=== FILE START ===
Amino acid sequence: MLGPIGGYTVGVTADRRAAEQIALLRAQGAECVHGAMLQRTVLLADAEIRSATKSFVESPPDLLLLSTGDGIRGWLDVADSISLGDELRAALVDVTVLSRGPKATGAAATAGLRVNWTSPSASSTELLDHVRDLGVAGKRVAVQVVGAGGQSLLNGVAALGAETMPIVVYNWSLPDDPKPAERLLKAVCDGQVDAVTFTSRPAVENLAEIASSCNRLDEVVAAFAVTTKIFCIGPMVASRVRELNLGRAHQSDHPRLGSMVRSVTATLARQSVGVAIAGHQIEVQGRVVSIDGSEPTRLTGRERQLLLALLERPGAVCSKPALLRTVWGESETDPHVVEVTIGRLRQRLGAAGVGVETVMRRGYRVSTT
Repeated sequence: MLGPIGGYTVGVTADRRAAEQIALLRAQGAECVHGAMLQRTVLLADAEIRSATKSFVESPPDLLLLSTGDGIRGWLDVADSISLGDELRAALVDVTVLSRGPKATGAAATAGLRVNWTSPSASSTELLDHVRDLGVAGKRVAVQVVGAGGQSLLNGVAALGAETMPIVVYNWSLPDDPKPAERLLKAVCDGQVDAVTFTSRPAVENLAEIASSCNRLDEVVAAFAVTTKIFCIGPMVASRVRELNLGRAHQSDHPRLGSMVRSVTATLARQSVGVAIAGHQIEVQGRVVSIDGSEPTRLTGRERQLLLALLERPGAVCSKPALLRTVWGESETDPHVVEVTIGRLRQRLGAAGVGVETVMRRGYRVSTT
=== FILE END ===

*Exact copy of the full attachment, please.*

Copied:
Amino acid sequence: MLGPIGGYTVGVTADRRAAEQIALLRAQGAECVHGAMLQRTVLLADAEIRSATKSFVESPPDLLLLSTGDGIRGWLDVADSISLGDELRAALVDVTVLSRGPKATGAAATAGLRVNWTSPSASSTELLDHVRDLGVAGKRVAVQVVGAGGQSLLNGVAALGAETMPIVVYNWSLPDDPKPAERLLKAVCDGQVDAVTFTSRPAVENLAEIASSCNRLDEVVAAFAVTTKIFCIGPMVASRVRELNLGRAHQSDHPRLGSMVRSVTATLARQSVGVAIAGHQIEVQGRVVSIDGSEPTRLTGRERQLLLALLERPGAVCSKPALLRTVWGESETDPHVVEVTIGRLRQRLGAAGVGVETVMRRGYRVSTT
Repeated sequence: MLGPIGGYTVGVTADRRAAEQIALLRAQGAECVHGAMLQRTVLLADAEIRSATKSFVESPPDLLLLSTGDGIRGWLDVADSISLGDELRAALVDVTVLSRGPKATGAAATAGLRVNWTSPSASSTELLDHVRDLGVAGKRVAVQVVGAGGQSLLNGVAALGAETMPIVVYNWSLPDDPKPAERLLKAVCDGQVDAVTFTSRPAVENLAEIASSCNRLDEVVAAFAVTTKIFCIGPMVASRVRELNLGRAHQSDHPRLGSMVRSVTATLARQSVGVAIAGHQIEVQGRVVSIDGSEPTRLTGRERQLLLALLERPGAVCSKPALLRTVWGESETDPHVVEVTIGRLRQRLGAAGVGVETVMRRGYRVSTT